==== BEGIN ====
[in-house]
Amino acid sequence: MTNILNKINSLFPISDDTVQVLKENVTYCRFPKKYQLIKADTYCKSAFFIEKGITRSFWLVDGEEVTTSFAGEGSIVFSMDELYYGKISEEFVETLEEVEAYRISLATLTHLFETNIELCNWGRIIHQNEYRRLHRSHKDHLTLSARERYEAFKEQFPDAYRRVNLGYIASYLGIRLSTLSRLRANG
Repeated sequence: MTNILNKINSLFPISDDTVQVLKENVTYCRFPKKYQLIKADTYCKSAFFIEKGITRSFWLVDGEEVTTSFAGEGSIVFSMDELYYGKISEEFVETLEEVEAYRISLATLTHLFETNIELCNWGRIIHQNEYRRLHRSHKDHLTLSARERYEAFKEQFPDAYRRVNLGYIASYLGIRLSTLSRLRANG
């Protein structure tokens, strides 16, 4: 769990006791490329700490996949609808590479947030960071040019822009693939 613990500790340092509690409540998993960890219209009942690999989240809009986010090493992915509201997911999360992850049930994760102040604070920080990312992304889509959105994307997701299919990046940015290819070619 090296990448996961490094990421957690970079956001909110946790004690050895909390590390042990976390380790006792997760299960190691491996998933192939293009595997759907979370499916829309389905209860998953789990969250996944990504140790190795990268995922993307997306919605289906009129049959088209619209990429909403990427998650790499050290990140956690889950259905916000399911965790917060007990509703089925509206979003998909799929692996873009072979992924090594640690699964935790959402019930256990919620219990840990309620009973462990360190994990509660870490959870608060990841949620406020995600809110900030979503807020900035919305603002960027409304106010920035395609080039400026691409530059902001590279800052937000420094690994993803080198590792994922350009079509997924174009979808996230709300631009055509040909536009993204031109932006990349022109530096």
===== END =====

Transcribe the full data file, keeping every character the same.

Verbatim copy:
[in-house]
Amino acid sequence: MTNILNKINSLFPISDDTVQVLKENVTYCRFPKKYQLIKADTYCKSAFFIEKGITRSFWLVDGEEVTTSFAGEGSIVFSMDELYYGKISEEFVETLEEVEAYRISLATLTHLFETNIELCNWGRIIHQNEYRRLHRSHKDHLTLSARERYEAFKEQFPDAYRRVNLGYIASYLGIRLSTLSRLRANG
Repeated sequence: MTNILNKINSLFPISDDTVQVLKENVTYCRFPKKYQLIKADTYCKSAFFIEKGITRSFWLVDGEEVTTSFAGEGSIVFSMDELYYGKISEEFVETLEEVEAYRISLATLTHLFETNIELCNWGRIIHQNEYRRLHRSHKDHLTLSARERYEAFKEQFPDAYRRVNLGYIASYLGIRLSTLSRLRANG
């Protein structure tokens, strides 16, 4: 769990006791490329700490996949609808590479947030960071040019822009693939 613990500790340092509690409540998993960890219209009942690999989240809009986010090493992915509201997911999360992850049930994760102040604070920080990312992304889509959105994307997701299919990046940015290819070619 090296990448996961490094990421957690970079956001909110946790004690050895909390590390042990976390380790006792997760299960190691491996998933192939293009595997759907979370499916829309389905209860998953789990969250996944990504140790190795990268995922993307997306919605289906009129049959088209619209990429909403990427998650790499050290990140956690889950259905916000399911965790917060007990509703089925509206979003998909799929692996873009072979992924090594640690699964935790959402019930256990919620219990840990309620009973462990360190994990509660870490959870608060990841949620406020995600809110900030979503807020900035919305603002960027409304106010920035395609080039400026691409530059902001590279800052937000420094690994993803080198590792994922350009079509997924174009979808996230709300631009055509040909536009993204031109932006990349022109530096």